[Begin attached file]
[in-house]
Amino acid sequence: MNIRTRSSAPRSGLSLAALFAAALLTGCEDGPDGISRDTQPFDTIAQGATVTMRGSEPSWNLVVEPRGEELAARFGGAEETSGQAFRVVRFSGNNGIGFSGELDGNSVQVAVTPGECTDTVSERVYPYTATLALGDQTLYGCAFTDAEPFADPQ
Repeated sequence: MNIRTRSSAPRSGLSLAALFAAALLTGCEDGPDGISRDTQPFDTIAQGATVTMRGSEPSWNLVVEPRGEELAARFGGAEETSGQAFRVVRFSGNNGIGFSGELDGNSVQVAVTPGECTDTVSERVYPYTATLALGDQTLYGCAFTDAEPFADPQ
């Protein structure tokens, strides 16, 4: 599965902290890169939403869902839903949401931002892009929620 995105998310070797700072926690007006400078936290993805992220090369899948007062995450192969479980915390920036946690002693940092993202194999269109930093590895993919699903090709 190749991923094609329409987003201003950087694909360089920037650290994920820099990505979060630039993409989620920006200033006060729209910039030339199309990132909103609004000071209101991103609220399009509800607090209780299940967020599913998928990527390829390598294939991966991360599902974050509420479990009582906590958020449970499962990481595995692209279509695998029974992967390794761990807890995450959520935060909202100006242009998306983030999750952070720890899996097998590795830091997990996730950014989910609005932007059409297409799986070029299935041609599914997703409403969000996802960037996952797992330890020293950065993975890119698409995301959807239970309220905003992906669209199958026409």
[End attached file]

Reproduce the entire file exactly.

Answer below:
[in-house]
Amino acid sequence: MNIRTRSSAPRSGLSLAALFAAALLTGCEDGPDGISRDTQPFDTIAQGATVTMRGSEPSWNLVVEPRGEELAARFGGAEETSGQAFRVVRFSGNNGIGFSGELDGNSVQVAVTPGECTDTVSERVYPYTATLALGDQTLYGCAFTDAEPFADPQ
Repeated sequence: MNIRTRSSAPRSGLSLAALFAAALLTGCEDGPDGISRDTQPFDTIAQGATVTMRGSEPSWNLVVEPRGEELAARFGGAEETSGQAFRVVRFSGNNGIGFSGELDGNSVQVAVTPGECTDTVSERVYPYTATLALGDQTLYGCAFTDAEPFADPQ
């Protein structure tokens, strides 16, 4: 599965902290890169939403869902839903949401931002892009929620 995105998310070797700072926690007006400078936290993805992220090369899948007062995450192969479980915390920036946690002693940092993202194999269109930093590895993919699903090709 190749991923094609329409987003201003950087694909360089920037650290994920820099990505979060630039993409989620920006200033006060729209910039030339199309990132909103609004000071209101991103609220399009509800607090209780299940967020599913998928990527390829390598294939991966991360599902974050509420479990009582906590958020449970499962990481595995692209279509695998029974992967390794761990807890995450959520935060909202100006242009998306983030999750952070720890899996097998590795830091997990996730950014989910609005932007059409297409799986070029299935041609599914997703409403969000996802960037996952797992330890020293950065993975890119698409995301959807239970309220905003992906669209199958026409």